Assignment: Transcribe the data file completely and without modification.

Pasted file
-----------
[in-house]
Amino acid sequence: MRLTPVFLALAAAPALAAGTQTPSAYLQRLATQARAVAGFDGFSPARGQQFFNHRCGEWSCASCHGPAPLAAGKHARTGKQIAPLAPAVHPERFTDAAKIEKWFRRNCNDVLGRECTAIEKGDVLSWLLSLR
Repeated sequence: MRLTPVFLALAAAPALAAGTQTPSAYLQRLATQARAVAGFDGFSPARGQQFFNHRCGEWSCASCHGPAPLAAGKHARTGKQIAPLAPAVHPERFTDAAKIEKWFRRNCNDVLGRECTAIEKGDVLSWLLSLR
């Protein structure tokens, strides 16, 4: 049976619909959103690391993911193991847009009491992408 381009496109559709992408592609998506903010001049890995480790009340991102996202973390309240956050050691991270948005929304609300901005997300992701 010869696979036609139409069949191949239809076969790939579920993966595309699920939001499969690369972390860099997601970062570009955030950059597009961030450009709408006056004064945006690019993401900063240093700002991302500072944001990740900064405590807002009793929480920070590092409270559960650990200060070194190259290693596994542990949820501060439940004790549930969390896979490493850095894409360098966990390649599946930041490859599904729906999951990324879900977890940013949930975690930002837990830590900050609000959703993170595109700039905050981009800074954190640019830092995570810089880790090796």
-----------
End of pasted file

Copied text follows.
[in-house]
Amino acid sequence: MRLTPVFLALAAAPALAAGTQTPSAYLQRLATQARAVAGFDGFSPARGQQFFNHRCGEWSCASCHGPAPLAAGKHARTGKQIAPLAPAVHPERFTDAAKIEKWFRRNCNDVLGRECTAIEKGDVLSWLLSLR
Repeated sequence: MRLTPVFLALAAAPALAAGTQTPSAYLQRLATQARAVAGFDGFSPARGQQFFNHRCGEWSCASCHGPAPLAAGKHARTGKQIAPLAPAVHPERFTDAAKIEKWFRRNCNDVLGRECTAIEKGDVLSWLLSLR
């Protein structure tokens, strides 16, 4: 049976619909959103690391993911193991847009009491992408 381009496109559709992408592609998506903010001049890995480790009340991102996202973390309240956050050691991270948005929304609300901005997300992701 010869696979036609139409069949191949239809076969790939579920993966595309699920939001499969690369972390860099997601970062570009955030950059597009961030450009709408006056004064945006690019993401900063240093700002991302500072944001990740900064405590807002009793929480920070590092409270559960650990200060070194190259290693596994542990949820501060439940004790549930969390896979490493850095894409360098966990390649599946930041490859599904729906999951990324879900977890940013949930975690930002837990830590900050609000959703993170595109700039905050981009800074954190640019830092995570810089880790090796």